Description: The common gartersnake is a medium sized snake generally ranging between 18-28 inches. It is somewhat variable in color but is usually some shade of yellow, brown or pale green with black stripes going the length of the body or black spots forming a checkerboard-like pattern down the sides.
Habitat: It may be found in a variety of habitats including pond and stream margins, wetlands, meadows and fields, woodlands, hillsides and even overgrown yards.
Life History: These snakes are equally variable in their diets. They will eat frogs and tadpoles, salamanders, fish, earthworms, small rodents, leeches, birds and even carrion.
Gartersnakes mate in the early spring after emerging from hibernation. They are ovoviviparous and females may give birth from 12 to as many as 40 young in late summer.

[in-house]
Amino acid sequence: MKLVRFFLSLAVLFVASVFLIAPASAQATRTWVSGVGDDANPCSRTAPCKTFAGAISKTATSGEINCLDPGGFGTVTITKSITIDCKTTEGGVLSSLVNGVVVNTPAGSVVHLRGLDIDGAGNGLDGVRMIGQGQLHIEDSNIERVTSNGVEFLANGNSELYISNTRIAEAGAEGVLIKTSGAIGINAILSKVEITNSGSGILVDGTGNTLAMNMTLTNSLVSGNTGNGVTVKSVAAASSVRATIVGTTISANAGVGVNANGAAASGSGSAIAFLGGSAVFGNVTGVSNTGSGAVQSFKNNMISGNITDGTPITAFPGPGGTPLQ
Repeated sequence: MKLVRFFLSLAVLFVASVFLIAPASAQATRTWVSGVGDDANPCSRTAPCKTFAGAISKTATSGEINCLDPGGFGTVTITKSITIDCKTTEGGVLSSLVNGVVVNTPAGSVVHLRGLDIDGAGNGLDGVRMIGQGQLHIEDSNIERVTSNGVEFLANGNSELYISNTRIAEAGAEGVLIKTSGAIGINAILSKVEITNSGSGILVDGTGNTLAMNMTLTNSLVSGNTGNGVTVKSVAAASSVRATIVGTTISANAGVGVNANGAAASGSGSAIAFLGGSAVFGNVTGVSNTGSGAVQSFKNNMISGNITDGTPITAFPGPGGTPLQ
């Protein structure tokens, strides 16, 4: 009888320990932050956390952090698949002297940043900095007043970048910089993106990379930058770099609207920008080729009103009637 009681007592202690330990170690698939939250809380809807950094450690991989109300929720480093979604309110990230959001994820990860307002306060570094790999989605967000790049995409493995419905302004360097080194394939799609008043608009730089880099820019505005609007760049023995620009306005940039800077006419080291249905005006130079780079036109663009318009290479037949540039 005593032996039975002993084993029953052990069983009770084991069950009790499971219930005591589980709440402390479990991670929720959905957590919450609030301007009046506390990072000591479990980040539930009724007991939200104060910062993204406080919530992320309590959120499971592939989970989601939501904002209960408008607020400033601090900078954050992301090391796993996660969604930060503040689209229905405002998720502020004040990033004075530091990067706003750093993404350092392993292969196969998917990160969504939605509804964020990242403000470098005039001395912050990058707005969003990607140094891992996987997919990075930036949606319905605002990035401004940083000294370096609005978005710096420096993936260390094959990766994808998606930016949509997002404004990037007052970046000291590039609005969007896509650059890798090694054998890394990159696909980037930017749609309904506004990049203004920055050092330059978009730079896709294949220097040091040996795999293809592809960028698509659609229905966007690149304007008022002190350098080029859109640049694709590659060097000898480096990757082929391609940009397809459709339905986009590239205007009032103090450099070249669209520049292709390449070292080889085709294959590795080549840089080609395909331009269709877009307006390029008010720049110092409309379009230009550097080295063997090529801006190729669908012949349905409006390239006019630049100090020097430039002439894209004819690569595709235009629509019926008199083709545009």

Range: These snakes are found statewide in Tennessee. They occur throughout eastern North America from southern Canada to Florida and from Minnesota down into the southeast edge of Texas.
Additional Notes: These snakes hibernate communally, sometimes in large numbers. They are extremely common in the spring when they emerge from hibernation and may be readily found in yards across the state. They have been especially common in and around East Nashville since the tornado of 1998.
Behavior: When alarmed or threatened gartersnakes excrete a foul smelling fluid from the anal glands. They may also flatten their bodies trying to look larger or assume a strike position. They may bite if given no other means of escape.
Subspecies Occurring in Tennessee: Tennessee is home to only 1 subspecies of gartersnake, the Eastern gartersnake, Thamnophis sirtalis sirtalis.
Ovoviviparous– producing eggs that are hatched within the body, so that the young are born alive but without placental attachment, as certain reptiles or fishes. Dictionary.com Unabridged (v 1.1). Random House, Inc. http://dictionary.reference.com/browse/ovoviviparous (accessed: July 04, 2008).
Distribution of the Common Gartersnake in Tennessee
Map by Susan Marden, TWRA, GIS Lab